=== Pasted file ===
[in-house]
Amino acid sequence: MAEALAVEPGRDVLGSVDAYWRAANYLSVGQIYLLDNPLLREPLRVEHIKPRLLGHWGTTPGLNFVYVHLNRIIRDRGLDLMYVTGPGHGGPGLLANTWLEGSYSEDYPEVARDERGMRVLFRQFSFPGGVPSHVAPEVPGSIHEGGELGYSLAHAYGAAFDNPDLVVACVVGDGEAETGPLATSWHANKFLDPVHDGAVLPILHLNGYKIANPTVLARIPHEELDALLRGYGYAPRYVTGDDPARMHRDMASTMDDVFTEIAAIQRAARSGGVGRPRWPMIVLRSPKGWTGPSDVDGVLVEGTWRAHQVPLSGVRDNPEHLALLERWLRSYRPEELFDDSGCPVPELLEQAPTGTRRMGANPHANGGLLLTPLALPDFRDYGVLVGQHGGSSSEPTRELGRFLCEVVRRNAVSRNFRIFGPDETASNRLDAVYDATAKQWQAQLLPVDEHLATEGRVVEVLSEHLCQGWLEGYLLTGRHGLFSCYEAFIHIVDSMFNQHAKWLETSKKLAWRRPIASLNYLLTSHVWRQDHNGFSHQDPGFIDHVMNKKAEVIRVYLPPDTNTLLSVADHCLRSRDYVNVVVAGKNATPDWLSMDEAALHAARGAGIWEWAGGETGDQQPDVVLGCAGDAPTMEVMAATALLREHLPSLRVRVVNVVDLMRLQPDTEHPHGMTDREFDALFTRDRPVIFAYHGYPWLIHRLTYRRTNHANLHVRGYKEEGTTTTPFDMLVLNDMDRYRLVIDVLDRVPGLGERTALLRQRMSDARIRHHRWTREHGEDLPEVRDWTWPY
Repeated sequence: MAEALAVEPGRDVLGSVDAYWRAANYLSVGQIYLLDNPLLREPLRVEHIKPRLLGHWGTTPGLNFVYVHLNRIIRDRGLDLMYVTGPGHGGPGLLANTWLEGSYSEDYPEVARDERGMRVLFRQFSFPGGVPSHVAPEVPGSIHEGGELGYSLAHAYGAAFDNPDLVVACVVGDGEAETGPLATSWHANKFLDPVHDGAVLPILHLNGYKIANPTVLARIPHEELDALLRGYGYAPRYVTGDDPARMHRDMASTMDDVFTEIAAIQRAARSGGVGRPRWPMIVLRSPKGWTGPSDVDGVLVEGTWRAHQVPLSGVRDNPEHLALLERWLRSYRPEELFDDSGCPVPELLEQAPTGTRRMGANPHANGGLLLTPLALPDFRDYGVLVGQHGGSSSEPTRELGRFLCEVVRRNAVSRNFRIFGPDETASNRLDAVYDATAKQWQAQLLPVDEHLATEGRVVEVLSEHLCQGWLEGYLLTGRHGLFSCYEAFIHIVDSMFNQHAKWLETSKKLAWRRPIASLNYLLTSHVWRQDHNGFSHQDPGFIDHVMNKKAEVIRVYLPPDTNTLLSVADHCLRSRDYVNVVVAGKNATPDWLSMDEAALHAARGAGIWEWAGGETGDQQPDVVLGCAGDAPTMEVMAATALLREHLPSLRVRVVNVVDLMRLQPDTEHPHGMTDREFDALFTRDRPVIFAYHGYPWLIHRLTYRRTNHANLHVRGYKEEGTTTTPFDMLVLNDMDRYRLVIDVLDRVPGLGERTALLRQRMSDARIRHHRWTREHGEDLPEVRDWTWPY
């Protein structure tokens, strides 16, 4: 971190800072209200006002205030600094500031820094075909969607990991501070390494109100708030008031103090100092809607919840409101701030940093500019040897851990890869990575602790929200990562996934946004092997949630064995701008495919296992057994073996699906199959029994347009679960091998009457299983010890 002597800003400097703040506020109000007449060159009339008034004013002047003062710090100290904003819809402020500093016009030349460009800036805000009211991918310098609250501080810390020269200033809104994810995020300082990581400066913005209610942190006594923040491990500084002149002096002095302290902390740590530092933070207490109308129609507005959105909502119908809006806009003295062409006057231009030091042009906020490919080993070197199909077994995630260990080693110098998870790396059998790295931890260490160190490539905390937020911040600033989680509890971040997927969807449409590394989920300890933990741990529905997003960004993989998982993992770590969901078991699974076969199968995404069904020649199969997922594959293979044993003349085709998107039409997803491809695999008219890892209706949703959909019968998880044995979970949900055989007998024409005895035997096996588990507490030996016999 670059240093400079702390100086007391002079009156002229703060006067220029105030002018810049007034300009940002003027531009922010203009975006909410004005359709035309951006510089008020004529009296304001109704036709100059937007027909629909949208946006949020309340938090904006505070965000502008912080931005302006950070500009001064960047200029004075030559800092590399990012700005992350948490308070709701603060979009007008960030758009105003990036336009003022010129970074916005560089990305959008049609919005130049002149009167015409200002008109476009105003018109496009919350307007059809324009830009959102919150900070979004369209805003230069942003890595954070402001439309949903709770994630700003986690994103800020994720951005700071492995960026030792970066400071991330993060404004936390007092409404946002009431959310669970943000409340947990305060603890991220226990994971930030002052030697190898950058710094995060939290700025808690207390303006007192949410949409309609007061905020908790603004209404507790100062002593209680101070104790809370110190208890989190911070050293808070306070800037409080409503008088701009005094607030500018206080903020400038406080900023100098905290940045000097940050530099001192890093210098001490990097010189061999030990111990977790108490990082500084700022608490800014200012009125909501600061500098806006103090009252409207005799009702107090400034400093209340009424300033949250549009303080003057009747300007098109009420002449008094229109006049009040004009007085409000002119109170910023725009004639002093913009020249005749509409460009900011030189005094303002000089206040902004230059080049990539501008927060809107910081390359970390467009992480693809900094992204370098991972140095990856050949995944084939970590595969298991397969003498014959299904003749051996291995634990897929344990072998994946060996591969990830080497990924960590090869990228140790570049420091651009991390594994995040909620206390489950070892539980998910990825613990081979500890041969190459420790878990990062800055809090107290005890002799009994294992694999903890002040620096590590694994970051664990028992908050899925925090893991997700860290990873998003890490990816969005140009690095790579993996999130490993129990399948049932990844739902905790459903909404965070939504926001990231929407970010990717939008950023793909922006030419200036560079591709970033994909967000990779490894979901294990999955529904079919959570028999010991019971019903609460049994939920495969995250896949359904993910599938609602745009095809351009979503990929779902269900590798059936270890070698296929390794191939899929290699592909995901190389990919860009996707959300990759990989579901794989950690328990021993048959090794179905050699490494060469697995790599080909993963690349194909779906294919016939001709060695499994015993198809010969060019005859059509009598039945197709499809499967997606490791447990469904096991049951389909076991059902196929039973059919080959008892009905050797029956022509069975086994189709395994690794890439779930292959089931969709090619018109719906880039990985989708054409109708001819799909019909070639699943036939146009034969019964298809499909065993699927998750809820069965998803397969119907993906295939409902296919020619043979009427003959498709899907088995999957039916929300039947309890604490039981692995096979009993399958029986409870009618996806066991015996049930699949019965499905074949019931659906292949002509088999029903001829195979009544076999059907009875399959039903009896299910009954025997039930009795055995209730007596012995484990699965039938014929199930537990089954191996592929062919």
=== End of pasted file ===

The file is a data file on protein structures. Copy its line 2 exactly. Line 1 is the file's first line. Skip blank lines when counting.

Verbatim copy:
Amino acid sequence: MAEALAVEPGRDVLGSVDAYWRAANYLSVGQIYLLDNPLLREPLRVEHIKPRLLGHWGTTPGLNFVYVHLNRIIRDRGLDLMYVTGPGHGGPGLLANTWLEGSYSEDYPEVARDERGMRVLFRQFSFPGGVPSHVAPEVPGSIHEGGELGYSLAHAYGAAFDNPDLVVACVVGDGEAETGPLATSWHANKFLDPVHDGAVLPILHLNGYKIANPTVLARIPHEELDALLRGYGYAPRYVTGDDPARMHRDMASTMDDVFTEIAAIQRAARSGGVGRPRWPMIVLRSPKGWTGPSDVDGVLVEGTWRAHQVPLSGVRDNPEHLALLERWLRSYRPEELFDDSGCPVPELLEQAPTGTRRMGANPHANGGLLLTPLALPDFRDYGVLVGQHGGSSSEPTRELGRFLCEVVRRNAVSRNFRIFGPDETASNRLDAVYDATAKQWQAQLLPVDEHLATEGRVVEVLSEHLCQGWLEGYLLTGRHGLFSCYEAFIHIVDSMFNQHAKWLETSKKLAWRRPIASLNYLLTSHVWRQDHNGFSHQDPGFIDHVMNKKAEVIRVYLPPDTNTLLSVADHCLRSRDYVNVVVAGKNATPDWLSMDEAALHAARGAGIWEWAGGETGDQQPDVVLGCAGDAPTMEVMAATALLREHLPSLRVRVVNVVDLMRLQPDTEHPHGMTDREFDALFTRDRPVIFAYHGYPWLIHRLTYRRTNHANLHVRGYKEEGTTTTPFDMLVLNDMDRYRLVIDVLDRVPGLGERTALLRQRMSDARIRHHRWTREHGEDLPEVRDWTWPY